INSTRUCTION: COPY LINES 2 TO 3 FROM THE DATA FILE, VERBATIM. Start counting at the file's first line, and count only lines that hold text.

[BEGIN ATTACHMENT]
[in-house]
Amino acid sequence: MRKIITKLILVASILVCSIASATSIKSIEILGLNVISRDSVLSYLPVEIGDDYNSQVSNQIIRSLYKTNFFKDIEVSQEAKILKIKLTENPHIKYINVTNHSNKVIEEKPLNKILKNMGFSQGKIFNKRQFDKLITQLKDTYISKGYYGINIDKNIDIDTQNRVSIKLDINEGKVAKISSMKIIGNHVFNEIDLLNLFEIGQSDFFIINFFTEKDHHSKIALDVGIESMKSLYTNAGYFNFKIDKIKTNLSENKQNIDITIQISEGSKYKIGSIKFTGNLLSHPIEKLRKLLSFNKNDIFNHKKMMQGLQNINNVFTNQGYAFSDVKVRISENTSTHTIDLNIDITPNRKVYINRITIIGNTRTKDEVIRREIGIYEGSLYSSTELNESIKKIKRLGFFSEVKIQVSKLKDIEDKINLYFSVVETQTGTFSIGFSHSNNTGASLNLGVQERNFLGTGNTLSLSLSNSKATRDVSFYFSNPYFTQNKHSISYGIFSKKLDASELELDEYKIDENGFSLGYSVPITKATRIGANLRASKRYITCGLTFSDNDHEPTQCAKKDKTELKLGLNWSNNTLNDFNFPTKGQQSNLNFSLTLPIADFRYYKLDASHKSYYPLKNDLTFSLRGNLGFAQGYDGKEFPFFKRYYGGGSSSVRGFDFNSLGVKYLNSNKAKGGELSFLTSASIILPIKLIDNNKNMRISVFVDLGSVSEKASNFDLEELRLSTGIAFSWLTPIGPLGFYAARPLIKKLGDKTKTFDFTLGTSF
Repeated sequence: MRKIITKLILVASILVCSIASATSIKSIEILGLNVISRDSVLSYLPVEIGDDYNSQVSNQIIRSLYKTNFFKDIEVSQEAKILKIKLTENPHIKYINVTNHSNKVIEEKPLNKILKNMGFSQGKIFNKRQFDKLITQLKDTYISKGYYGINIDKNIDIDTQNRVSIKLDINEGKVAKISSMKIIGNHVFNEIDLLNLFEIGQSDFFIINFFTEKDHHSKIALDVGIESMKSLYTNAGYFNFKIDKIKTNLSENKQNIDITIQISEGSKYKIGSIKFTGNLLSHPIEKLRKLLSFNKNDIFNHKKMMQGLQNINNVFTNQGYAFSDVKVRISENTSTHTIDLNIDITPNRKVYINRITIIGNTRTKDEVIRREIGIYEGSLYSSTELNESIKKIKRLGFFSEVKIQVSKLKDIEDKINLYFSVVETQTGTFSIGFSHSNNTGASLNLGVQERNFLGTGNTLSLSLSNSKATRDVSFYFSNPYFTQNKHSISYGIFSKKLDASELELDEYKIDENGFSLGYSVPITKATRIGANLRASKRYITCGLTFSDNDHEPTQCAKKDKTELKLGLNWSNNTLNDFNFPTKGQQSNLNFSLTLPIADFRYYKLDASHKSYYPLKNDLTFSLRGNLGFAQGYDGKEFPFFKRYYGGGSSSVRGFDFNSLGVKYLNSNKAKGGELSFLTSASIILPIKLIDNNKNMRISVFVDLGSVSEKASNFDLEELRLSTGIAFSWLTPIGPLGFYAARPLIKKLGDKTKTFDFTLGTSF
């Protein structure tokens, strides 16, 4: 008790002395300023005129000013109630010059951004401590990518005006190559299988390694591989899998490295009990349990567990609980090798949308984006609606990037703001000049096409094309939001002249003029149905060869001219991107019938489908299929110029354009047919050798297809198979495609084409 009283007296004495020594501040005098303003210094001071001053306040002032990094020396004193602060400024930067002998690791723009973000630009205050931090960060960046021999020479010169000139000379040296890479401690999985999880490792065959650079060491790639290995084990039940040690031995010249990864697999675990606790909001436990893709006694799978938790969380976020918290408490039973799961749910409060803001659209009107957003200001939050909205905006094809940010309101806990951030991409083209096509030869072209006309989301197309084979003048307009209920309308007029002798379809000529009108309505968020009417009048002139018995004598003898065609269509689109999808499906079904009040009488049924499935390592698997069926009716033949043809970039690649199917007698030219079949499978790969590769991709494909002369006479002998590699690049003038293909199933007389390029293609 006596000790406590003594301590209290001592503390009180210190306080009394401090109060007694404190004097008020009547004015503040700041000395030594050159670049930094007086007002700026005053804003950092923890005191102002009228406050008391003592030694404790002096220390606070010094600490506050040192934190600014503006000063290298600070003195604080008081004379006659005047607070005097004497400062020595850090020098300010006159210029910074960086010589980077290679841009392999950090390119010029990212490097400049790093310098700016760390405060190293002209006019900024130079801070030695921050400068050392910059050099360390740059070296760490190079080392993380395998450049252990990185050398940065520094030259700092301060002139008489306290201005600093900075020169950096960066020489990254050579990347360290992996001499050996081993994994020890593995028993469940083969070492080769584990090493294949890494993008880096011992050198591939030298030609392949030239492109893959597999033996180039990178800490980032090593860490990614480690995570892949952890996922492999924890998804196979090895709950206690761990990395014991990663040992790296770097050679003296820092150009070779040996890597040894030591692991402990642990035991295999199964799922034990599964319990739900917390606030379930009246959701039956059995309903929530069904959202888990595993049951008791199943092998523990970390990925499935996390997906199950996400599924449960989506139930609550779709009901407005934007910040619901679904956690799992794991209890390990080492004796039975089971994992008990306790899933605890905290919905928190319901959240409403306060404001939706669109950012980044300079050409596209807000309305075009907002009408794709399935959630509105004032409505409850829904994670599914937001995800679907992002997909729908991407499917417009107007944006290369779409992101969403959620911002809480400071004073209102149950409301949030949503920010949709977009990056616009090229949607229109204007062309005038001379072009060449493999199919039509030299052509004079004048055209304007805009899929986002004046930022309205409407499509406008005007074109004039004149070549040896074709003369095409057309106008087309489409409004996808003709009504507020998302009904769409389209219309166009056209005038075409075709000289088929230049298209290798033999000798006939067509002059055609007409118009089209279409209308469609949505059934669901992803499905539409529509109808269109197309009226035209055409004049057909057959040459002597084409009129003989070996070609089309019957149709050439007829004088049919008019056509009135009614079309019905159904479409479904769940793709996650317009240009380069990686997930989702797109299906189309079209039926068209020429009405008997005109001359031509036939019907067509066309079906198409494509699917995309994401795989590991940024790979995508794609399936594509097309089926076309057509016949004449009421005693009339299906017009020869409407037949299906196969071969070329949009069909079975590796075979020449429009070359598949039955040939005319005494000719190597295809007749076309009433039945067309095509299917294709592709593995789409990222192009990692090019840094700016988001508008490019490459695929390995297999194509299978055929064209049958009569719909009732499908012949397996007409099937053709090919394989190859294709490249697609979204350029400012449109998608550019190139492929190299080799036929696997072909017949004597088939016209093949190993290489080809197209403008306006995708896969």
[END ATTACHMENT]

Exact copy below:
Amino acid sequence: MRKIITKLILVASILVCSIASATSIKSIEILGLNVISRDSVLSYLPVEIGDDYNSQVSNQIIRSLYKTNFFKDIEVSQEAKILKIKLTENPHIKYINVTNHSNKVIEEKPLNKILKNMGFSQGKIFNKRQFDKLITQLKDTYISKGYYGINIDKNIDIDTQNRVSIKLDINEGKVAKISSMKIIGNHVFNEIDLLNLFEIGQSDFFIINFFTEKDHHSKIALDVGIESMKSLYTNAGYFNFKIDKIKTNLSENKQNIDITIQISEGSKYKIGSIKFTGNLLSHPIEKLRKLLSFNKNDIFNHKKMMQGLQNINNVFTNQGYAFSDVKVRISENTSTHTIDLNIDITPNRKVYINRITIIGNTRTKDEVIRREIGIYEGSLYSSTELNESIKKIKRLGFFSEVKIQVSKLKDIEDKINLYFSVVETQTGTFSIGFSHSNNTGASLNLGVQERNFLGTGNTLSLSLSNSKATRDVSFYFSNPYFTQNKHSISYGIFSKKLDASELELDEYKIDENGFSLGYSVPITKATRIGANLRASKRYITCGLTFSDNDHEPTQCAKKDKTELKLGLNWSNNTLNDFNFPTKGQQSNLNFSLTLPIADFRYYKLDASHKSYYPLKNDLTFSLRGNLGFAQGYDGKEFPFFKRYYGGGSSSVRGFDFNSLGVKYLNSNKAKGGELSFLTSASIILPIKLIDNNKNMRISVFVDLGSVSEKASNFDLEELRLSTGIAFSWLTPIGPLGFYAARPLIKKLGDKTKTFDFTLGTSF
Repeated sequence: MRKIITKLILVASILVCSIASATSIKSIEILGLNVISRDSVLSYLPVEIGDDYNSQVSNQIIRSLYKTNFFKDIEVSQEAKILKIKLTENPHIKYINVTNHSNKVIEEKPLNKILKNMGFSQGKIFNKRQFDKLITQLKDTYISKGYYGINIDKNIDIDTQNRVSIKLDINEGKVAKISSMKIIGNHVFNEIDLLNLFEIGQSDFFIINFFTEKDHHSKIALDVGIESMKSLYTNAGYFNFKIDKIKTNLSENKQNIDITIQISEGSKYKIGSIKFTGNLLSHPIEKLRKLLSFNKNDIFNHKKMMQGLQNINNVFTNQGYAFSDVKVRISENTSTHTIDLNIDITPNRKVYINRITIIGNTRTKDEVIRREIGIYEGSLYSSTELNESIKKIKRLGFFSEVKIQVSKLKDIEDKINLYFSVVETQTGTFSIGFSHSNNTGASLNLGVQERNFLGTGNTLSLSLSNSKATRDVSFYFSNPYFTQNKHSISYGIFSKKLDASELELDEYKIDENGFSLGYSVPITKATRIGANLRASKRYITCGLTFSDNDHEPTQCAKKDKTELKLGLNWSNNTLNDFNFPTKGQQSNLNFSLTLPIADFRYYKLDASHKSYYPLKNDLTFSLRGNLGFAQGYDGKEFPFFKRYYGGGSSSVRGFDFNSLGVKYLNSNKAKGGELSFLTSASIILPIKLIDNNKNMRISVFVDLGSVSEKASNFDLEELRLSTGIAFSWLTPIGPLGFYAARPLIKKLGDKTKTFDFTLGTSF